A Washington Redskins helmet sits on the grass during a preseason football game between the Redskins and Cleveland Browns at FedExField on August 18, 2014 in Landover, Maryland. TJ Root—Getty Images

Sen. Maria Cantwell announced the upcoming legislation at a press conference hosted by the Change the Mascot campaign

Senator Maria Cantwell (D-Wash.) said Tuesday that she would soon be introducing legislation to end to the NFL’s tax-exempt status because of its refusal to pressure the Washington Redskins to change the team name.

“The NFL needs join the rest of America in the 21st century. We can no longer tolerate this attitude towards Native Americans,” Cantwell, a member and former chairman of the Senate Committee on Indian Affairs, said Tuesday. “This is not about team tradition; it is about right and wrong.”

Cantwell joined tribal leaders and lawmakers at a press conference on Capitol Hill hosted by the Change the Mascot campaign. It’s been a year since the Oneida Indian Nation launched the Change the Mascot ad campaign against the Washington Redskins. On Tuesday, the campaign announced they would continue pressing the NFL to get urge Redskins owner Dan Snyder to reconsider the Washington team’s mascot and call on other team owners to join the effort to get the name changed.

In an open letter being sent to every NFL team owner, the Change the Mascot campaign says “the league is promoting this racial slur with the resources of every team, including yours, which makes it a league-wide crisis.” The letter continues, “If owners like you finally stand on the right side of history and publicly demand action, the NFL can and will change the team’s name.”

The coalition calling for a name change has grown over the past year, with lawmakers including President Obama speaking out against the Washington team’s name. Broadcasters and publications have agreed to not use the term. And earlier this summer a federal agency canceled the team’s trademark because of its use of a racial slur, though the Redskins organization has appealed that decision.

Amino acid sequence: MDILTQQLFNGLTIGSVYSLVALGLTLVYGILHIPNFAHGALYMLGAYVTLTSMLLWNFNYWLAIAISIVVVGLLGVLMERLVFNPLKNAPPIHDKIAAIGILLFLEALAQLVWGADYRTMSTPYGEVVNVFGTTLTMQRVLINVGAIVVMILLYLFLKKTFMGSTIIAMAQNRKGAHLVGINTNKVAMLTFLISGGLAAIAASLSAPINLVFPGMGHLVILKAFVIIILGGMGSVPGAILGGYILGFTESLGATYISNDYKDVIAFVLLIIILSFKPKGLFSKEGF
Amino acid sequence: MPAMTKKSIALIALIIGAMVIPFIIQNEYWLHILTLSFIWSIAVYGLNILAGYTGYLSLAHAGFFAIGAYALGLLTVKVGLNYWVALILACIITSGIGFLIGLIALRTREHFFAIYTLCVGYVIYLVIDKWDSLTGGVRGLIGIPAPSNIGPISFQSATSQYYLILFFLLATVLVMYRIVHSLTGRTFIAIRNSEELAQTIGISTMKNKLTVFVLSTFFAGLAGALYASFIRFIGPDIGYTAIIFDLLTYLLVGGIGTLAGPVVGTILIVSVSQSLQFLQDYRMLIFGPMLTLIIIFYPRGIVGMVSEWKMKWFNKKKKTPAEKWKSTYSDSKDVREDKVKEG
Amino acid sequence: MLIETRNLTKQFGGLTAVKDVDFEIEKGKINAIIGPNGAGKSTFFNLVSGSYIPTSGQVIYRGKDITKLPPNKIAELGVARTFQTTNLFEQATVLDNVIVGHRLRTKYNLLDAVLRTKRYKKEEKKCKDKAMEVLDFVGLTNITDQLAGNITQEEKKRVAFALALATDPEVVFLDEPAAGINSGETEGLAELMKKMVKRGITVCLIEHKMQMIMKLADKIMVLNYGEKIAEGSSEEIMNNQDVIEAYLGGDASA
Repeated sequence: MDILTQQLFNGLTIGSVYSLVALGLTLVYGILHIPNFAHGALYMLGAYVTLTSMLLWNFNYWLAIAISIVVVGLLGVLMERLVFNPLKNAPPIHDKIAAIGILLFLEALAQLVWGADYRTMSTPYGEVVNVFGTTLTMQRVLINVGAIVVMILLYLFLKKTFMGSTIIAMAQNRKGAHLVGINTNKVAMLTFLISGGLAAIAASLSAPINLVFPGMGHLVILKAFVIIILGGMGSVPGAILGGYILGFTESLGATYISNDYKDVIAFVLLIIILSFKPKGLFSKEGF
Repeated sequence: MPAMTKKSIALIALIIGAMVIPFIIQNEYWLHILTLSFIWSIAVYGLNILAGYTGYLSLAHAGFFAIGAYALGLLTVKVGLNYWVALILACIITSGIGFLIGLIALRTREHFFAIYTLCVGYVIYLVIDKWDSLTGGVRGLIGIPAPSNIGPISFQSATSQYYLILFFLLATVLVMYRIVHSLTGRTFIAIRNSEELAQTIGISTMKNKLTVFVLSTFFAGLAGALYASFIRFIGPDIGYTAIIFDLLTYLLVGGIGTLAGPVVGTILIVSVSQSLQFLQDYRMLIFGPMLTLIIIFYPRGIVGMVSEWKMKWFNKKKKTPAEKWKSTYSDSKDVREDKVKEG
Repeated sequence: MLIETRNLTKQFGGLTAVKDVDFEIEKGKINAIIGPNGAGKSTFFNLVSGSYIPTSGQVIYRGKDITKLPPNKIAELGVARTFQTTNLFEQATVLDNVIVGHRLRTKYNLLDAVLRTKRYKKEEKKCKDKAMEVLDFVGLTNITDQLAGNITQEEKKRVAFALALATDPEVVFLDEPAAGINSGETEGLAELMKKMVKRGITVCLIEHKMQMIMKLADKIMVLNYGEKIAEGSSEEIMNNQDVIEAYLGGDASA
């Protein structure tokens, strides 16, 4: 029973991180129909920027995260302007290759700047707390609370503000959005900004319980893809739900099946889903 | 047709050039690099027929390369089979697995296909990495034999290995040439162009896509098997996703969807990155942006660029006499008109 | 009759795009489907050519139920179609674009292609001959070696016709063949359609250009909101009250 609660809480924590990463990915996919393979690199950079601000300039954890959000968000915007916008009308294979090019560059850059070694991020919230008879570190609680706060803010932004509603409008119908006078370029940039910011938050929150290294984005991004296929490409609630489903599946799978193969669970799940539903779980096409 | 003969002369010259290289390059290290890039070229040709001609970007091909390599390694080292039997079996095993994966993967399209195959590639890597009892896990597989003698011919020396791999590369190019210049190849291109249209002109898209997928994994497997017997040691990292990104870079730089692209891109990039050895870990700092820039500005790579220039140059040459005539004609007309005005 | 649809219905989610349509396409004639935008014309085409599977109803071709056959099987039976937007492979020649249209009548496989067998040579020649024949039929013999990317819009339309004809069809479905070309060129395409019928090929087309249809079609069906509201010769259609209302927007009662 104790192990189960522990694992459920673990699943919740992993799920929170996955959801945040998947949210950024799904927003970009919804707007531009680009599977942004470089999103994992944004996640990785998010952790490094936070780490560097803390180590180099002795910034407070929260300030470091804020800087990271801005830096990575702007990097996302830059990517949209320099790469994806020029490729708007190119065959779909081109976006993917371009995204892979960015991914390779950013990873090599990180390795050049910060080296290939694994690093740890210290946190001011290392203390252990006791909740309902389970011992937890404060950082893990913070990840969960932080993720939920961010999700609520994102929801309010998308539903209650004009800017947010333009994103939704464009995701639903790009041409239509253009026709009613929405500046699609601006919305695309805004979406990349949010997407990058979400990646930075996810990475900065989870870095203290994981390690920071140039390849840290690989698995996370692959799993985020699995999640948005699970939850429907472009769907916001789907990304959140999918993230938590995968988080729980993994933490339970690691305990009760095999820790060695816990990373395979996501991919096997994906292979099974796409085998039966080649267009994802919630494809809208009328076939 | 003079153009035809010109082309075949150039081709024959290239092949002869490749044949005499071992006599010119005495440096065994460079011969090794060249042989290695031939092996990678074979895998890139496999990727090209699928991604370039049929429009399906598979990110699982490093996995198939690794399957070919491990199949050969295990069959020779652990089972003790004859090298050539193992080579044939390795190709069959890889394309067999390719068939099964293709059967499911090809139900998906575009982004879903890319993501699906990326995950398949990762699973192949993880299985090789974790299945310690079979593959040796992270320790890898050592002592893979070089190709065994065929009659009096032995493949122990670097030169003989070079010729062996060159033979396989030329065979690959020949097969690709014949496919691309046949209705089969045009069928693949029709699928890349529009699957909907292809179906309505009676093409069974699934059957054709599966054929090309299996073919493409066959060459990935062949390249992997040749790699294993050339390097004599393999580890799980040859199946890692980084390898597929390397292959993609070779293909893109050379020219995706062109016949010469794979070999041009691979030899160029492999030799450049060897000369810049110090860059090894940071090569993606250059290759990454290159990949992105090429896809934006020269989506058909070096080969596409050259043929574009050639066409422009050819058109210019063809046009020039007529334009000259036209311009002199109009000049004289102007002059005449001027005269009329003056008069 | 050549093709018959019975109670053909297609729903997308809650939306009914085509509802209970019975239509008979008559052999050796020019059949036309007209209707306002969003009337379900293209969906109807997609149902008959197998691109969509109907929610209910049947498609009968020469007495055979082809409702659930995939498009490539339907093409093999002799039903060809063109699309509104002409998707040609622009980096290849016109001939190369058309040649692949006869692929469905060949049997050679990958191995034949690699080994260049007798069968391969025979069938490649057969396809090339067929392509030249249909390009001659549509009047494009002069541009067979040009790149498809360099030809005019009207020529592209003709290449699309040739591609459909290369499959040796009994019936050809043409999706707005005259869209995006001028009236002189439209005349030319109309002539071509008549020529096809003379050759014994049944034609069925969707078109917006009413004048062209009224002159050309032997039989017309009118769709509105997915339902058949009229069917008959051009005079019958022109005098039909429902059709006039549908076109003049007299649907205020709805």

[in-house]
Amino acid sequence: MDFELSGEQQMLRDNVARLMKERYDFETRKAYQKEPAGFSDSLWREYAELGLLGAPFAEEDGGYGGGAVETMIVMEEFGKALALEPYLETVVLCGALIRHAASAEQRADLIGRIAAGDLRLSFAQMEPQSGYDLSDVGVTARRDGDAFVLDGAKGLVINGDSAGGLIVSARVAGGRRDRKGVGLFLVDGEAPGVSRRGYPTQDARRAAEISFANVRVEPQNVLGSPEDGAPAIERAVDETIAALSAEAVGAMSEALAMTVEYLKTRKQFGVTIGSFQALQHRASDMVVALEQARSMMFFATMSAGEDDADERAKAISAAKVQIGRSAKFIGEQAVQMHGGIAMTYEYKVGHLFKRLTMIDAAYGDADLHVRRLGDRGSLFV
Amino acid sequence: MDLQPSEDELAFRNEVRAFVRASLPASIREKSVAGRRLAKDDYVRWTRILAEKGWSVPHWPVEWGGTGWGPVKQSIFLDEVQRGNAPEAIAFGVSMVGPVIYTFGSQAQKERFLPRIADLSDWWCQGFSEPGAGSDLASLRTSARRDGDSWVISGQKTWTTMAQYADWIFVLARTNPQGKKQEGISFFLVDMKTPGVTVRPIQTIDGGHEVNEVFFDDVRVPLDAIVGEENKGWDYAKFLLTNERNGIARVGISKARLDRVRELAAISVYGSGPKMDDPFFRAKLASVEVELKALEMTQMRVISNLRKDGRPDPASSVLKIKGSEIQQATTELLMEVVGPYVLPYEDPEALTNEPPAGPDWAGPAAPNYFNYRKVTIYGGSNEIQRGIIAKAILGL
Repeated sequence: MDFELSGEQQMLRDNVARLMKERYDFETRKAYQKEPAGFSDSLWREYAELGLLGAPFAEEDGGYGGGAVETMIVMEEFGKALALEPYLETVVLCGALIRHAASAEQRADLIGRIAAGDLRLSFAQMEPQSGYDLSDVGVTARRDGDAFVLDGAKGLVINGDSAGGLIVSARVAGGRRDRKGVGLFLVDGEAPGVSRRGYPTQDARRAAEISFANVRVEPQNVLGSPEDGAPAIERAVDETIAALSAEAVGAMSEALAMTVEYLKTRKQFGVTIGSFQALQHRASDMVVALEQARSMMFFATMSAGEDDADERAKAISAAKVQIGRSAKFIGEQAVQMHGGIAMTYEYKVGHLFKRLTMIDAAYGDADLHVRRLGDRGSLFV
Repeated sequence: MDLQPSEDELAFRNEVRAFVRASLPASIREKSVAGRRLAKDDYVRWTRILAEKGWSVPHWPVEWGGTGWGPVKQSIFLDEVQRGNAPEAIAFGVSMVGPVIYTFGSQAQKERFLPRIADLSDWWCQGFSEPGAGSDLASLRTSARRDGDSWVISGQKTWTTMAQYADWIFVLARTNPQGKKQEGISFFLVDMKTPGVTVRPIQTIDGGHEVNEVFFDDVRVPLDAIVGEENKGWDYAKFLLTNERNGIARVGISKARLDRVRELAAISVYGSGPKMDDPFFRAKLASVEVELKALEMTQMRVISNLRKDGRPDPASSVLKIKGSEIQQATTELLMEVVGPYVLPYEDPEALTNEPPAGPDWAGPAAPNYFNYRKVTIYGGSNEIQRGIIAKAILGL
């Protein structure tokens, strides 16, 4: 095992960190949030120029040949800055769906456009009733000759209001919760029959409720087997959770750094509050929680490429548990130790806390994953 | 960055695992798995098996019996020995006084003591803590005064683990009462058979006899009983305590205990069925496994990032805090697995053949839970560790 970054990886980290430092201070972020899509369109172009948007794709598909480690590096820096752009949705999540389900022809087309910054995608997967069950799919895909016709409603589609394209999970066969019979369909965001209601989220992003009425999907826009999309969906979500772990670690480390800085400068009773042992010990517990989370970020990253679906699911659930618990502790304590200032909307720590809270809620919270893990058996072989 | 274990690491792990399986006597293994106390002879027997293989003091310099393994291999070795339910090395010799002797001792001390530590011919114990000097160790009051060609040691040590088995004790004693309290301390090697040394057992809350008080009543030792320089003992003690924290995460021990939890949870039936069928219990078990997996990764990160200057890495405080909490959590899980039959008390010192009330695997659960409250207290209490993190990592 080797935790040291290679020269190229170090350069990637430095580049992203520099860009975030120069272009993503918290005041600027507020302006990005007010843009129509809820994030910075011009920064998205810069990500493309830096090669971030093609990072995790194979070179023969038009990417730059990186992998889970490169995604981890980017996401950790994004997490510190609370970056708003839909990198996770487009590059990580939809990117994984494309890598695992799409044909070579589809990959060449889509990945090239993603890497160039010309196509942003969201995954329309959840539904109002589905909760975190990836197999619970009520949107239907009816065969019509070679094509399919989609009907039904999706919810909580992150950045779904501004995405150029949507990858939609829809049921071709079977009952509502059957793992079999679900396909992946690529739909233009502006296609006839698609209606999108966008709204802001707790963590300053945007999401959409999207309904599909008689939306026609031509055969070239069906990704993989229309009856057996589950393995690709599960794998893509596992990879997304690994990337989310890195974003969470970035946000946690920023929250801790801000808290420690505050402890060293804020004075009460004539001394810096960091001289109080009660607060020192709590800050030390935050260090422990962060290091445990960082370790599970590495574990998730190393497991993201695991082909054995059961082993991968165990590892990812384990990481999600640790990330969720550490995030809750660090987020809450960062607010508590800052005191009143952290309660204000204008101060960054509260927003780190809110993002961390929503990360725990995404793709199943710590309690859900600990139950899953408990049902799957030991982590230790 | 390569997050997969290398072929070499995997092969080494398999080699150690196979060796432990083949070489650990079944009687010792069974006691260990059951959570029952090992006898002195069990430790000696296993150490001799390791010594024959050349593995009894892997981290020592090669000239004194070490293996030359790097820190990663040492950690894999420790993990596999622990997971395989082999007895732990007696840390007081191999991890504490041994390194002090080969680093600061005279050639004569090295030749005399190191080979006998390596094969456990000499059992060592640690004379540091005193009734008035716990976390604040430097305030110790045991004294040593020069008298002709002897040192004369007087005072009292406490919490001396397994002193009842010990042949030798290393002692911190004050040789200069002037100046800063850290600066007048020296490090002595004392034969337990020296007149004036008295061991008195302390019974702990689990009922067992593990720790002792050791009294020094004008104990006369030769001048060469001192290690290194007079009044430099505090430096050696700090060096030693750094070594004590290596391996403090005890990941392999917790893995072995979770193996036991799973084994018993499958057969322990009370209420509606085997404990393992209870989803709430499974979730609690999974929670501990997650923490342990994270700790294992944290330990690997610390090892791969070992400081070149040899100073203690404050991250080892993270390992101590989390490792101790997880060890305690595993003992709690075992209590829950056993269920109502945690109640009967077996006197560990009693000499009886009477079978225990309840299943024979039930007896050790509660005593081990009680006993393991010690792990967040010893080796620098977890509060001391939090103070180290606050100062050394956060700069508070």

Through it all, however, Washington Redskins owner Dan Snyder has said repeatedly he will not change the team’s name or mascot. “I respect the opinions of those who disagree. I want them to know that I do hear them, and I will continue to listen and learn. But we cannot ignore our 81 year history, or the strong feelings of most of our fans as well as Native Americans throughout the country,” Dan Snyder wrote in a letter to fans last October.

TIME Congress

Top Lawmakers Confident Bill To Train and Equip Syrian Rebels Will Pass

Senate Lawmakers Address The Media After Their Weekly Policy Meetings
Senate Majority Leader Harry Reid (D-NV) answers questions following the weekly Democratic policy luncheon at the U.S. Capitol September 16, 2014 in Washington, D.C. Win McNamee—Getty Images

President Obama looks to receive congressional support to equip and train Syrian rebels

Top congressional leaders indicated Tuesday that the short-term spending bill to keep the government open, combat the West African Ebola virus and train and equip Syrian fighters opposed to Islamist militants in Syria and Iraq will pass this week.

“When that bill passes [the House] and comes over here, I’m confident that it will pass on a bipartisan vote,” said Senate Majority Leader Harry Reid in a press conference Tuesday. “I’m glad that we’ll fund the government and give the President the tools he needs to combat ISIS,” he added, referring to the Islamic State in Iraq and Greater Syria (ISIS). Minority Leader Mitch McConnell said Tuesday that he would support the bill, which is expected to pass with the support of Democratic and Republican House leaders Wednesday.

The mood for U.S. intervention in Syria has changed significantly from a year ago, when President Barack Obama first sought congressional approval for airstrikes against the Bashar Assad regime, and even three months ago, when he sought $500 million to aid the Syrian opposition. Many congressmen now feel compelled to act after ISIS has gained control of more territory in Iraq and Syria and broadcast the beheadings of two Western journalists and an aid worker over the past several weeks.

“I think most members agree that what’s happened with the beheadings of now these three innocent citizens . . . and the narrative and threats associated with that, is a direct attack on the United States of America and our interests and our citizens here and abroad,” said Rep. John Delaney (D-Md.). “I think there is a strong sense in the Congress to respond to that and to respond strongly . . . And that’s what’s different than the vote we were about to have on Syria last time, which was in response to horrific, immoral acts, but drawing the connection between it being a direct threat on U.S. citizens was harder for the Congress to draw. I don’t think that connection is hard here.”

Despite their leaders’ position, some Tea Party Republicans and dovish Democrats have expressed opposition to the bill over concerns that Syrian rebel groups have not been properly vetted.

“I have concerns on every level on this thing, not the least of which is who this army is and how do you sort them out,” said Rep. Jim McDermott (D-Wash.), who has not yet decided on how he will vote on the amendment to train and equip the rebels. “When you have some experience in this part of the world, you get very wary about what you really know.”